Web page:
(Source: Radio Today Ireland via Mike Terry)
Pirate radio stations are appearing on unlicenced DAB digital multiplexes in Dublin and Cork, and more are planned for other cities in Ireland.
The “FreeDAB” platform, now carrying around ten stations, was born out of frustration over the procedures in place to broadcast legally on DAB in Ireland.
During the recent 12-month legal DAB multiplex trial operated by ‘éirdab’ in Cork, a radio station wanting to broadcast via this method would need to pay upfront for a five-year Section 71 licence (a list price of €14,000 (plus VAT)) and wait up to five months for the application to be processed.
But waiting five months for a licence and paying five years up-front to be on a 12-month trial are just two of the issues holding back DAB in Ireland.
The technology required to broadcast a multiplex is now easier to acquire and is mostly controlled by software whilst costs to broadcast illegally via the multiplexes also appear to be very low.[…]
Continue reading the full article at Radio Today Ireland.
Many thanks to SWLing Post contributor, Ron, who shares the following news via the ARRL:
After filing a civil action and seeking an injunction to stop a church-related pirate radio station from operating in Worcester, Massachusetts, the US Attorney’s Office this week reached a settlement with the station’s operators, Vasco Oburoni and Christian Praise International Church. US Attorney Andrew E. Lelling and FCC Enforcement Bureau Chief Rosemary Harold announced the settlement on June 10. […]According to a consent decree filed on June 10 and subject to court approval, Oburoni and Christian Praise International Church agree not to do so in the future. They also agreed to surrender all of their broadcasting equipment.
“In the event the FCC reasonably suspects that they have violated the Act, the FCC may inspect the premises and seize any broadcasting equipment,” an FCC news release said. If the FCC determines that “the defendants” have operated an unlicensed broadcasting station in violation of the settlement, they will be subject to a $75,000 fine. The FCC received complaints, including one from a licensed broadcaster, that the pirate station was causing interference.
According to the signed consent decree, Vasco Oburoni and Christian Praise International Church admitted that they operated a radio broadcast station in Worcester, on 97.1 MHz, without an FCC license and previously had operated an unlicensed radio station on 102.3 MHz. The FCC had issued multiple warnings and issued a Forfeiture Order in the amount of $15,000 against Oburoni. The FCC said Oburoni agreed to a payment plan but later began broadcasting again without a license on a different frequency.
Click here to read the full story at the ARRL.
Many thanks to an SWLing Post reader who shares the following letter by FCC Commissioner Michael O’RieIly to NYC representatives regarding pirate radio operators.
This passage is of particular interest–I put one statement in bold:
“Since your Congressional district is located within or near the most prolific market for pirate radio, I wanted to seek your direct assistance on the issue. Specifically, I respectfully request that you discourage any of your constituents in the greater New York City radio market from facilitating pirate radio activities in any way, including participating in pirate operations, advertising with such “stations,” housing or leasing space to pirate operators, or tuning in to these harmful broadcasts. finally, I would appreciate any information that you or your staff would be willing to share regarding the location of known pirate operations, which will be swiftly directed to the Commission’s Enforcement Bureau for action.”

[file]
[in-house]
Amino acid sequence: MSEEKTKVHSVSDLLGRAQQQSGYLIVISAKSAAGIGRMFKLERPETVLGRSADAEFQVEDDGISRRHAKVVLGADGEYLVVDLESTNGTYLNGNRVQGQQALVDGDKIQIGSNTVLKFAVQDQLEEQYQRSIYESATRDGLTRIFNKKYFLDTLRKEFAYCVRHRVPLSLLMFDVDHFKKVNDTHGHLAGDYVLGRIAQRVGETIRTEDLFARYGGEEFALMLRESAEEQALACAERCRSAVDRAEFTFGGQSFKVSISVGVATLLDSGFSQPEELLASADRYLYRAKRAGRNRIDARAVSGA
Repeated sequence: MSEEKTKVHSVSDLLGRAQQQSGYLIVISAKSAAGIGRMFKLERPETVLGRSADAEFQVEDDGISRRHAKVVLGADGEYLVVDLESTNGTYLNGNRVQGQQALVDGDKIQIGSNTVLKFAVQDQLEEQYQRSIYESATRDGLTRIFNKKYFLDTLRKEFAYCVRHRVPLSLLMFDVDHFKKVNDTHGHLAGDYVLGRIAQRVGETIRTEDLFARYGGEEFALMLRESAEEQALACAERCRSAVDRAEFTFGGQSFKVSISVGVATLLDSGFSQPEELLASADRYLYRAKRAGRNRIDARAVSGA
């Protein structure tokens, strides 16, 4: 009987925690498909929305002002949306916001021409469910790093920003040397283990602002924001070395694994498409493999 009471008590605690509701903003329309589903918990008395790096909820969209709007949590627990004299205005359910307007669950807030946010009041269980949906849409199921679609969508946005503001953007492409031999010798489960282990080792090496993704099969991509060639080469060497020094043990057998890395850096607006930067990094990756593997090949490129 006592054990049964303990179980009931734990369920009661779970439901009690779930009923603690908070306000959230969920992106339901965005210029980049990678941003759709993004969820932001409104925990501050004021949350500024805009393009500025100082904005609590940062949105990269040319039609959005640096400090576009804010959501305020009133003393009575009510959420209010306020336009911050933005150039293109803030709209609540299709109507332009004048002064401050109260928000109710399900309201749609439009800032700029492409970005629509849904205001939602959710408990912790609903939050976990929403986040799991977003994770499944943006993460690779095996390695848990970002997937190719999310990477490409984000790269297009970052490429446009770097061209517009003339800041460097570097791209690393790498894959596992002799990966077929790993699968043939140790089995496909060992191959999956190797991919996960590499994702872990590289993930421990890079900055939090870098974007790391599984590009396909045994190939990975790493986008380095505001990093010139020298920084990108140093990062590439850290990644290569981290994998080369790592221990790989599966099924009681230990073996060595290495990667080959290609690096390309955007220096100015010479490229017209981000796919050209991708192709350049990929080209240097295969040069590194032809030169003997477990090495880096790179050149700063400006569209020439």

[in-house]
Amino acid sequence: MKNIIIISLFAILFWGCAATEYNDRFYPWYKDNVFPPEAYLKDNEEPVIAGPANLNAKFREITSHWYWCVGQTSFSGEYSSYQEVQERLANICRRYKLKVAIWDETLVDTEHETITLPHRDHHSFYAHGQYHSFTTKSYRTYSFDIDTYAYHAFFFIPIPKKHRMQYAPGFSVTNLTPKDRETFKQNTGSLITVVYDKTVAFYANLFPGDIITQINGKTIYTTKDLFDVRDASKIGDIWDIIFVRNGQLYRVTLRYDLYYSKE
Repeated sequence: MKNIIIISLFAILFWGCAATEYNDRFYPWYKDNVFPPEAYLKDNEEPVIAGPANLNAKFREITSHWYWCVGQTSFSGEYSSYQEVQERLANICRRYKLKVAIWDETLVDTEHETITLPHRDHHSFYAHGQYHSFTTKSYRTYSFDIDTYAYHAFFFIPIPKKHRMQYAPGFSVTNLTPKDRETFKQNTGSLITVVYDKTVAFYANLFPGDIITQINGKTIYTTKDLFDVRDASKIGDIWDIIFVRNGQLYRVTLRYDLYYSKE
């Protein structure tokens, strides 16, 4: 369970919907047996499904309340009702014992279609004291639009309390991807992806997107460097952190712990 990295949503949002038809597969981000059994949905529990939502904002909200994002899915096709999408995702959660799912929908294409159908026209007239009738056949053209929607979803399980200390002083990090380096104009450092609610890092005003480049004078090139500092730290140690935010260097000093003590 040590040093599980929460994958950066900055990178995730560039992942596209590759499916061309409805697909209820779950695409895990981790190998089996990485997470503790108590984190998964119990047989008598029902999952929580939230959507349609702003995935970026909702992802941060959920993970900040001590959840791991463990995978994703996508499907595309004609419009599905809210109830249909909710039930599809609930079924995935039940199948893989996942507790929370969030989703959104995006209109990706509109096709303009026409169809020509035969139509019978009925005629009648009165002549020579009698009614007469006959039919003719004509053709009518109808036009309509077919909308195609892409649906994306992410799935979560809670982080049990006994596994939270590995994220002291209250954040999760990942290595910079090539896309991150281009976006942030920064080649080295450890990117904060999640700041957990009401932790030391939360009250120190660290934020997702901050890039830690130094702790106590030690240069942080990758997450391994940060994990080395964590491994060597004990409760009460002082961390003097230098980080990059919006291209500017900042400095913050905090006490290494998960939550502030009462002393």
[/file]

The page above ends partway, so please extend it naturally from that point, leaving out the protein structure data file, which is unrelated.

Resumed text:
The full letter:
Click here to download the full letter as a PDF.
(Source: Tom Taylor Now)
The FCC’s busting more pirates in smaller markets.
True, the Dallas office issues two Notices of Unlicensed Operation for an 87.9 in Houston, run out of New Beginnings Fellowship Church. But agents from Dallas also found a pirate FM at 93.5 up in the smallish Texas Panhandle town of Amarillo. (That one was also operated out of a church, the Iglesia Bautista Renovacion Ministerio Internacional.) The spectrum cops from Dallas also detected a 95.9 in Port Arthur, Texas. And out in California, agents from the L.A. office ventured up to Oxnard to respond to a complaint about a 99.1 operating from a business. (It was a business run by Maria Gonzalez, who gets the NOUO.) So while the traditional pirate radio hotbeds in South Florida, the New York City area and Boston get attention, there seem to be more complaints and more investigations in smaller markets. If the “PIRATE Act” that passed the House ever makes it through the Senate and is signed into law, the FCC would be required to make twice-yearly sweeps of the five most active areas for pirates. But it seems illegal FMs may simply be popping up in less-likely places. The equipment’s cheap and you might not get caught. Though one pirate in Miami got nabbed doing something novel – operating a pirate station out of a parked RV. (Sure keeps the costs down.)
Click here to read at Tom Taylor Now.